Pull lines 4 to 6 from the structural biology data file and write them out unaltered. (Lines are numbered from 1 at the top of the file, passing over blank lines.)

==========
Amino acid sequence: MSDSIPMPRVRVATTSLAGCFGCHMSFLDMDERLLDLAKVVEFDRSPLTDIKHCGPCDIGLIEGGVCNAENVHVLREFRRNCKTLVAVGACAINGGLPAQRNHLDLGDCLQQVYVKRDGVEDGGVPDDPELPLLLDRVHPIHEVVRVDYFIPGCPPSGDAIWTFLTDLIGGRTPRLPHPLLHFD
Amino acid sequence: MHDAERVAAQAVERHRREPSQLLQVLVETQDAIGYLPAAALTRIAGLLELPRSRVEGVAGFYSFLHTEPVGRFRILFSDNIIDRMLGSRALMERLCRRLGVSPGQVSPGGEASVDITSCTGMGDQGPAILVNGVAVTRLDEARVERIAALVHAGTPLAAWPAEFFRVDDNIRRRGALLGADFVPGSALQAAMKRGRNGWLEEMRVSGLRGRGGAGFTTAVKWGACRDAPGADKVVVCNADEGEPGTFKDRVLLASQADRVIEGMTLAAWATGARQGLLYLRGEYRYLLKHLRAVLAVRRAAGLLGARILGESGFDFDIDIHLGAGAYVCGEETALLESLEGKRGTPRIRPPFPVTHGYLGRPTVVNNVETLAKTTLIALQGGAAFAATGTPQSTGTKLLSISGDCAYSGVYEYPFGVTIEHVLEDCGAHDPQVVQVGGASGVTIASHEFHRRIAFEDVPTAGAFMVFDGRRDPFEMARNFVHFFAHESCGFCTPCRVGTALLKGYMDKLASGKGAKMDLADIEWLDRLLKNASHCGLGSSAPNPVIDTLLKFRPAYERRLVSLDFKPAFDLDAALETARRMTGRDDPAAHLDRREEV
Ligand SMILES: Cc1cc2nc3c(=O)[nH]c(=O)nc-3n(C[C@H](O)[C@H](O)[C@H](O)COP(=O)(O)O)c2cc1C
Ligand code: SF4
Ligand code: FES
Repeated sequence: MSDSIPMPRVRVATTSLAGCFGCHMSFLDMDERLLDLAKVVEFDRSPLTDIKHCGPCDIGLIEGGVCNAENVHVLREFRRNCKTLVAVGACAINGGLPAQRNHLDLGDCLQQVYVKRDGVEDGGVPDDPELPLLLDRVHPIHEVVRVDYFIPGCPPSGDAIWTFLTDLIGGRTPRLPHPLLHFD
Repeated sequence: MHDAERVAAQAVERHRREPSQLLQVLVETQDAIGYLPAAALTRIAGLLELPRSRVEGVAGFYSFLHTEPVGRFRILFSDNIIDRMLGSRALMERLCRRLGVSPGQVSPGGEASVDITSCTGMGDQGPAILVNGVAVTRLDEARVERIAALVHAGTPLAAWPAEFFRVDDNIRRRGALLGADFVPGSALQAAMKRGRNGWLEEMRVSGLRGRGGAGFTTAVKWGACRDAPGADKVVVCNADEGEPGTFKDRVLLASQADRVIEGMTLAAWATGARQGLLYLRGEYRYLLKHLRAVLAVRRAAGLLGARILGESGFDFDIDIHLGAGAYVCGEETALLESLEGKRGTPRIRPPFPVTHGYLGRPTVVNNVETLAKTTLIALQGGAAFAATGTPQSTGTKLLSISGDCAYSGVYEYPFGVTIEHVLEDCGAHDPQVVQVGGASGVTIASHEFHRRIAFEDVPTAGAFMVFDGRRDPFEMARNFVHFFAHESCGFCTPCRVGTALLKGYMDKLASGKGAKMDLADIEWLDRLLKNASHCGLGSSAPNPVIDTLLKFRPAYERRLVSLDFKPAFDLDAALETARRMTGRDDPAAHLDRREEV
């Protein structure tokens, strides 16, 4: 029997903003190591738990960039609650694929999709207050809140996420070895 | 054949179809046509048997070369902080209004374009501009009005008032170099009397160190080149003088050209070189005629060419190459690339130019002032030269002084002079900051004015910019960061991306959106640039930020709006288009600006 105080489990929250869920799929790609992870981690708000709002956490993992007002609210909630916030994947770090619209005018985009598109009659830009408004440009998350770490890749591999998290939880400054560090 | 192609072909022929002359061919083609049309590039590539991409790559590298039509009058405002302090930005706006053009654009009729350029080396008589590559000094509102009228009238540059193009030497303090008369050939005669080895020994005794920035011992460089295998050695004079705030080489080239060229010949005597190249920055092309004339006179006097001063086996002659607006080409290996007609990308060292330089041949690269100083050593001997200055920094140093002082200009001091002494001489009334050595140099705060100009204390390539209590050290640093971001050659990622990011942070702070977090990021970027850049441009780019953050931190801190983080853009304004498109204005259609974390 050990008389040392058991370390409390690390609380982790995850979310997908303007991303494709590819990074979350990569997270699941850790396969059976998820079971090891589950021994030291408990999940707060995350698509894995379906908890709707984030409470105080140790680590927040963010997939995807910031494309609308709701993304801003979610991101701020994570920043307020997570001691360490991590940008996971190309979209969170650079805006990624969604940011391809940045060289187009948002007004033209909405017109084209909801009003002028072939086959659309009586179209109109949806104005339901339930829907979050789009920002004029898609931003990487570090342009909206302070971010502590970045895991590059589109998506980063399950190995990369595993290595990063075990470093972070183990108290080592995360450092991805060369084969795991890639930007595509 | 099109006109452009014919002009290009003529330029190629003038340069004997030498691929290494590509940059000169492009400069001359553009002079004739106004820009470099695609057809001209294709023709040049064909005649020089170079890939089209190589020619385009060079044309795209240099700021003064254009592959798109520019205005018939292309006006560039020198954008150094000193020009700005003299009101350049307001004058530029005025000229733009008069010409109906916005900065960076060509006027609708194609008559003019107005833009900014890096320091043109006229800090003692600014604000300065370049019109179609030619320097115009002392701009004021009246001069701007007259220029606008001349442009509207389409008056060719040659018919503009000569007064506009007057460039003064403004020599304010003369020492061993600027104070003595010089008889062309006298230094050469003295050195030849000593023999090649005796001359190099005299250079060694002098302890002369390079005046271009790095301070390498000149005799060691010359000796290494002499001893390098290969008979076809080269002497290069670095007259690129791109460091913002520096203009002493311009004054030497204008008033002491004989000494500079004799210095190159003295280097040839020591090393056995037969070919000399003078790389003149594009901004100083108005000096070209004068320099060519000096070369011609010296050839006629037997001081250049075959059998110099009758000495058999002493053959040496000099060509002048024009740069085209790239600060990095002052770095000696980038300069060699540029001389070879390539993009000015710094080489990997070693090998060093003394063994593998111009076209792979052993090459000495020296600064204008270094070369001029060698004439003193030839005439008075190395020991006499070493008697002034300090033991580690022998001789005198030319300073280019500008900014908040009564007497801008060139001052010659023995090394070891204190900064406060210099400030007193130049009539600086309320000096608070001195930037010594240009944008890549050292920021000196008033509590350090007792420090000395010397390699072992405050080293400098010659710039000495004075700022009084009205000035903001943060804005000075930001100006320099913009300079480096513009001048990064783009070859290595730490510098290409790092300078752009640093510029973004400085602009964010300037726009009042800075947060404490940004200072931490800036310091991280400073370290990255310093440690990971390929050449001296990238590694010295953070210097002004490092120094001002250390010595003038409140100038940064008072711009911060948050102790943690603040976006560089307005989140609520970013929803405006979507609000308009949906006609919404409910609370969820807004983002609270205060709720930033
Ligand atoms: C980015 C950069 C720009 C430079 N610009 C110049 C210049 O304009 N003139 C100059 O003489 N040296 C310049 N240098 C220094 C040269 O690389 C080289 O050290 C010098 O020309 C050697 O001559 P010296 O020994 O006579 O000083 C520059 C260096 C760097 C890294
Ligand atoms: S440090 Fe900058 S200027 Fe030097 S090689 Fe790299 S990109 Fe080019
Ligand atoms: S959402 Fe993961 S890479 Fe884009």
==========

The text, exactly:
Ligand code: SF4
Ligand code: FES
Repeated sequence: MSDSIPMPRVRVATTSLAGCFGCHMSFLDMDERLLDLAKVVEFDRSPLTDIKHCGPCDIGLIEGGVCNAENVHVLREFRRNCKTLVAVGACAINGGLPAQRNHLDLGDCLQQVYVKRDGVEDGGVPDDPELPLLLDRVHPIHEVVRVDYFIPGCPPSGDAIWTFLTDLIGGRTPRLPHPLLHFD